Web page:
‘Our white stallion, Valoroso, was in a smaller yard near the stables and he became so distraught, he woke me. My dog, Luna, was whining and scratching at the door. I knew something must be wrong, so I woke Caterina and raced outside.

‘It was so dark we could barely see a few metres in front of us. Once my eyes adjusted, I could see the field gates were open and all our precious mares and foals were gone. Valoroso was galloping wildly up and down.’

Sophie could feel the fear of the pirate attack as though it were happening now.

‘Caterina’s mare was in the stable overnight, so we bridled her and woke the stableboys,’ said Nanna. ‘I took Valoroso.’

‘Why didn’t the pirates steal Valoroso?’ asked Sophie. ‘Surely he was one of the most valuable horses you had?’

Nanna nodded. ‘I’m sure they tried, but Valoroso was half mad with fear for his herd and difficult to catch. He’d grown up with us handling him, so he trusted me more than a stranger.

‘We galloped after those barbarian pirates as though our lives depended upon it. Which, in fact, they did. It was our whole family fortune they were stealing.

‘The pirates were jogging in the darkness, leading the horses down the track towards the coast. We took a short cut,

galloping across the fields and vineyards. We waited for them atop a hillock. As soon as we saw them come around the bend, we attacked.’

Sophie realised she was holding her breath. She slowly let it out. ‘How many pirates were there?’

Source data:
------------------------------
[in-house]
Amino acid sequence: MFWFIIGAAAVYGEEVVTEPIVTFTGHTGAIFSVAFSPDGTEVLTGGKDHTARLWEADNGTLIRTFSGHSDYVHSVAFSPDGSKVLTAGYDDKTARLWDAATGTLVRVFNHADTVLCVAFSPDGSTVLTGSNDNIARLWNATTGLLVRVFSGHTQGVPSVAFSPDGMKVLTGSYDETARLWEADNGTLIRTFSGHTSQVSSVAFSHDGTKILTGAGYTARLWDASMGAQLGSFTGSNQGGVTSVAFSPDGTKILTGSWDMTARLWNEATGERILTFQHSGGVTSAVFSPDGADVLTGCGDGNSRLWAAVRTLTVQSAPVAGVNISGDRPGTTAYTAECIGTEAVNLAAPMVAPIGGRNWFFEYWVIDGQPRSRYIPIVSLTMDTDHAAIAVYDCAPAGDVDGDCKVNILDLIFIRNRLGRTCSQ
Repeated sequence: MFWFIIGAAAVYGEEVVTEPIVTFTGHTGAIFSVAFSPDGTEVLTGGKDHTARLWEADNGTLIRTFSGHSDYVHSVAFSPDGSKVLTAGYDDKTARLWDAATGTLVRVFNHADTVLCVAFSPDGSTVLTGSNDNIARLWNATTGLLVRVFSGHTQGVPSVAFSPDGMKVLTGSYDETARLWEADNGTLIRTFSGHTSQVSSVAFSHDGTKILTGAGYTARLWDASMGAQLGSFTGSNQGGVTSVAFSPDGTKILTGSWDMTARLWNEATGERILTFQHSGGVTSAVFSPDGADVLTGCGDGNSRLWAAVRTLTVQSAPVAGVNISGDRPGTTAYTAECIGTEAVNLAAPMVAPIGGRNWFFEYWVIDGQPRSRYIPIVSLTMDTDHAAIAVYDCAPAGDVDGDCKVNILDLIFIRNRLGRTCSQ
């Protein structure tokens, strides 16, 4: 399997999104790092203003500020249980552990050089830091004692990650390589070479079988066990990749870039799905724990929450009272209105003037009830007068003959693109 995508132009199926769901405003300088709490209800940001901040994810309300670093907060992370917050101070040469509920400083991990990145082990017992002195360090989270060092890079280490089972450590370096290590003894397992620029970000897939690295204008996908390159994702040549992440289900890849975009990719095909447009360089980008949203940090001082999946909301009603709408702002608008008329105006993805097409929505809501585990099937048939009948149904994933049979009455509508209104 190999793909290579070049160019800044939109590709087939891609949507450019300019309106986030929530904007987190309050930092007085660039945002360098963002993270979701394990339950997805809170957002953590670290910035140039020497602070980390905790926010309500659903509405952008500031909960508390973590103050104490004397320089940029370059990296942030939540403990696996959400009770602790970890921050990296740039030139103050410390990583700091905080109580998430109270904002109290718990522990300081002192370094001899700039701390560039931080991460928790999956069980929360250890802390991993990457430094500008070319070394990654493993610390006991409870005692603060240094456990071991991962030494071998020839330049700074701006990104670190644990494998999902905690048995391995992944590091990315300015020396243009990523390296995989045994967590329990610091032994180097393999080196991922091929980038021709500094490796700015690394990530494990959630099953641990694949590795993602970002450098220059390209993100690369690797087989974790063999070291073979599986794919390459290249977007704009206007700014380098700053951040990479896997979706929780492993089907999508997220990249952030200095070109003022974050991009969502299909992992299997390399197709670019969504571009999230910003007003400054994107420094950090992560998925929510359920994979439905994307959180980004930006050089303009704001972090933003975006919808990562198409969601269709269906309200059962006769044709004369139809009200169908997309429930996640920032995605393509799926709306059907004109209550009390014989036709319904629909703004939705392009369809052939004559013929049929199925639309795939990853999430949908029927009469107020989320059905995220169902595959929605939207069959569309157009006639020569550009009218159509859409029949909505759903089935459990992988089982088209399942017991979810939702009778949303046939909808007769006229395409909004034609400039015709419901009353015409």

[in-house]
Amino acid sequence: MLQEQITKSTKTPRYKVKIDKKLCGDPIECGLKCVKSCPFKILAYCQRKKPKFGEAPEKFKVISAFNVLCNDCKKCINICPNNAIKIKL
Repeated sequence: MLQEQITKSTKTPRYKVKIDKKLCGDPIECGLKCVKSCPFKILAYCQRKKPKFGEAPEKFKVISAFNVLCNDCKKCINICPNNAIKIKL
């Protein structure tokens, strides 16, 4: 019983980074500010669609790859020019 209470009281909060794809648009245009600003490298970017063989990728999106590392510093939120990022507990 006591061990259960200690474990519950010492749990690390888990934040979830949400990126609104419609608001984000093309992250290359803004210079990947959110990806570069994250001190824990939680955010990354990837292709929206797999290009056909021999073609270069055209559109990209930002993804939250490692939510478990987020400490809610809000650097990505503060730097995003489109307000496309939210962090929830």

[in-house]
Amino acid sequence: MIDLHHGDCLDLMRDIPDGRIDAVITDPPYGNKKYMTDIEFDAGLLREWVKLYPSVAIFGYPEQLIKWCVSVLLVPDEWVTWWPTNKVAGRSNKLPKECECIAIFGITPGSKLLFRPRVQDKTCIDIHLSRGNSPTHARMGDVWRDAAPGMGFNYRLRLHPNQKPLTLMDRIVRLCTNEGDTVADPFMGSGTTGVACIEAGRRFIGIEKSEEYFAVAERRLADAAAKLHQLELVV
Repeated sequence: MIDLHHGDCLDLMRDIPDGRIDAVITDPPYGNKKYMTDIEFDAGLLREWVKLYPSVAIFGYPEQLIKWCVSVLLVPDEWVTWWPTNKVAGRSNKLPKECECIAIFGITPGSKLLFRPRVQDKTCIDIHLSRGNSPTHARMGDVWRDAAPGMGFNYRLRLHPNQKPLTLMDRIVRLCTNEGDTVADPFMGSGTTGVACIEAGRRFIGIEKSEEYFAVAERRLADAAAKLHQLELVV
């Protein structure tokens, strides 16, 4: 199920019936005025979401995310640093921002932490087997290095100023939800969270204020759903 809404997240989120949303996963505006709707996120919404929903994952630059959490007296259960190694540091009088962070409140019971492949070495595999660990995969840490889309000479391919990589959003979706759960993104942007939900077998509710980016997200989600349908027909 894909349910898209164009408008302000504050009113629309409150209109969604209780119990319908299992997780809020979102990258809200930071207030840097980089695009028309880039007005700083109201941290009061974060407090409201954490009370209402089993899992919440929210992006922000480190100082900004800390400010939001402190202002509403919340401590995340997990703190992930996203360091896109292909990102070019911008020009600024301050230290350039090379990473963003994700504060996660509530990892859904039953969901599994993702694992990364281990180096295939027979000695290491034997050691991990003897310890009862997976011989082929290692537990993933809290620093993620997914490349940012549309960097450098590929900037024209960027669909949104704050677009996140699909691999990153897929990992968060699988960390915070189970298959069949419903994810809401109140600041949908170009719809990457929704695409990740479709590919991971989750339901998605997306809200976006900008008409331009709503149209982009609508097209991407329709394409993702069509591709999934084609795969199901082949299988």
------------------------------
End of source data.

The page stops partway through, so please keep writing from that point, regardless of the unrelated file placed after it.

‘A dozen,’ said Nanna. ‘All armed to the teeth with cutlasses and daggers. All their beards were dyed blue, except for their leader’s, a young Roskayan prince.’

‘You and Caterina attacked twelve armed pirates?’ asked Sophie. ‘By yourselves?’

Nanna’s eyes sparkled at the memory.

‘Weren’t you terrified?’ asked Sophie.

‘Oh yes,’ said Nanna. ‘But we weren’t alone. We had our horses and Luna. Plus, we knew our herd. The pirates were seafarers and didn’t understand horses like we did.’

‘What did you do?’ asked Sophie.

Nanna turned to Sophie, unsheathing the Tuscian silver dagger that she had been playing with earlier. She ran her fingers over the flat of the blade.

‘I made a plan with Caterina,’ explained Nanna. ‘Caterina and I galloped down into the herd, with Luna at our heels, aiming to cut free as many of the mares as we could, using our daggers. We took them completely by surprise.’

The silver dagger flashed in the air as Nanna pretended to thrust and cut.

‘I freed our lead mare first, cutting the rope around her neck,’ Nanna said. ‘Then I turned her head for home. Caterina cut another mare free, then chased them back up the road towards Castello de Vorrona. As we hoped, the herd followed the leaders away from danger.

‘I cut another four mares free. The pirates fought back,

but they couldn’t hold the remaining horses and fight properly at the same time.

‘Valoroso was rearing and slashing down with his sharp hooves. He broke the prince’s leg. Luna was darting in, barking and biting. The mares that were still tied up panicked. The men had light canvas shoes on, so they had horses stomping on their toes, nipping them and breaking free. The men were screaming in pain, which made the horses more panicky.’

Sophie leaned forward, completely entranced. ‘It sounds like chaos.’